AI can super-charge private practice work – but experts warn that there are still considerable risks

AI is the hot topic at the forefront of many debates around the world – from whether it can be recognised as an inventor to whether it can revolutionise the very concept of work. For many legal experts, including several featured in this year’s IAM Global Leaders – IAM’s annual opportunity to showcase the world’s patent elite – it is enhancing the way in which they are able to carry out and deliver top-quality services for clients, particularly where efficiency is concerned.

However, the risks and unprecedented nature of AI evolution are also making waves in the patent world. Some of our global leaders are trying to avoid incorporating it into their practice altogether, while others express deep concerns about AI’s capabilities when it comes to infringement.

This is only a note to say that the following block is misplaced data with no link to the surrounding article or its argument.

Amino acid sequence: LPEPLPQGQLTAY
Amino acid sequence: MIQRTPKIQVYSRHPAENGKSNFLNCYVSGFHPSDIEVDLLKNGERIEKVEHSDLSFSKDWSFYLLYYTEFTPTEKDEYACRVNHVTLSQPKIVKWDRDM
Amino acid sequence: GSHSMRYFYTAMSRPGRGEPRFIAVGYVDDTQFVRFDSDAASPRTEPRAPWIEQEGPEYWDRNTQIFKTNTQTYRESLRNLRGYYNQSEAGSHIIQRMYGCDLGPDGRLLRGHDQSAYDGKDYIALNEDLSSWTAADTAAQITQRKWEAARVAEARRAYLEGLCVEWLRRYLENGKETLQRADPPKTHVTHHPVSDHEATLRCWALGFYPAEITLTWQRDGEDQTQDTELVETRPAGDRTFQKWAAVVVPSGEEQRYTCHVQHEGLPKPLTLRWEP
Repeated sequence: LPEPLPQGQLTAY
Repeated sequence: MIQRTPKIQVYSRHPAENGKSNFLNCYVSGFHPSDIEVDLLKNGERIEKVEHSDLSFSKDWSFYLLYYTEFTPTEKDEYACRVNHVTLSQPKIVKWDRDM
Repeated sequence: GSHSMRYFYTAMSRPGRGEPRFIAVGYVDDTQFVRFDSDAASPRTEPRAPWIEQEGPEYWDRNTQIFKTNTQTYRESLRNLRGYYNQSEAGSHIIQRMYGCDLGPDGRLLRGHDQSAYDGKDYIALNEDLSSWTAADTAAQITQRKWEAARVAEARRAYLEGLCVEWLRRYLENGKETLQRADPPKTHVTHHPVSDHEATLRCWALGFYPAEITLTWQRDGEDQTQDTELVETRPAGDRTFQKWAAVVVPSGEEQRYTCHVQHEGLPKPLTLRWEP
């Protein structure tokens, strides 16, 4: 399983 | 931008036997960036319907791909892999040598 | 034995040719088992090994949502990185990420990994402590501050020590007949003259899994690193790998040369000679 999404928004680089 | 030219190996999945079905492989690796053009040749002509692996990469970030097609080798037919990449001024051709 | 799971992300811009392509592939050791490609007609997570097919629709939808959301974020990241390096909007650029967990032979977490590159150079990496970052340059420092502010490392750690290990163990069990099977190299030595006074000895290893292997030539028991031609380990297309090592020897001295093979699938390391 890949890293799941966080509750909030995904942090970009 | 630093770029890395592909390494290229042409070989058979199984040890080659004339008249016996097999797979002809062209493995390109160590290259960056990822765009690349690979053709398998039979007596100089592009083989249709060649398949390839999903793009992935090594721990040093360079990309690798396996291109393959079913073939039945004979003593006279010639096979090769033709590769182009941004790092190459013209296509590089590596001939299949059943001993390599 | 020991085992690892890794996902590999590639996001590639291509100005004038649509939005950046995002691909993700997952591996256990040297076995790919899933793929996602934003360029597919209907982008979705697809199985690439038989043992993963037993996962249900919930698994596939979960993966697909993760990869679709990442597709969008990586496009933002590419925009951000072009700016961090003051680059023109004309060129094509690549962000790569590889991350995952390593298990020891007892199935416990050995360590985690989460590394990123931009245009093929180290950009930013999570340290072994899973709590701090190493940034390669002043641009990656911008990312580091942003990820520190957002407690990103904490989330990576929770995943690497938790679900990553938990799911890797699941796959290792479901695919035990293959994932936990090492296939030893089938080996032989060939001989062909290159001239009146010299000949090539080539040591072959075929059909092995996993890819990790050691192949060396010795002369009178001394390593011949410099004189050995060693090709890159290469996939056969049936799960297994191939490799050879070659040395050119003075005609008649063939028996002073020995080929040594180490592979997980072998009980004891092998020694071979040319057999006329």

AI enhances efficiency

For David Solomon of De Penning & De Penning, AI tools are simply a natural development of the firm’s current practice. “It has helped us to ensure customer-centric and cost-effective solutions for our clients,” he reports, indicating that such technology acts as more of a cherry on top rather than a core ingredient, supplementing and complementing the firm’s existing practice. He expects that “effective usage” will “result in a positive impact” for both employees and clients.

“The development of AI tools has been quite helpful in preparing translations and formality of documents, as well as patent searches and preliminary analyses,” Rich IP’s Russell Horng agrees.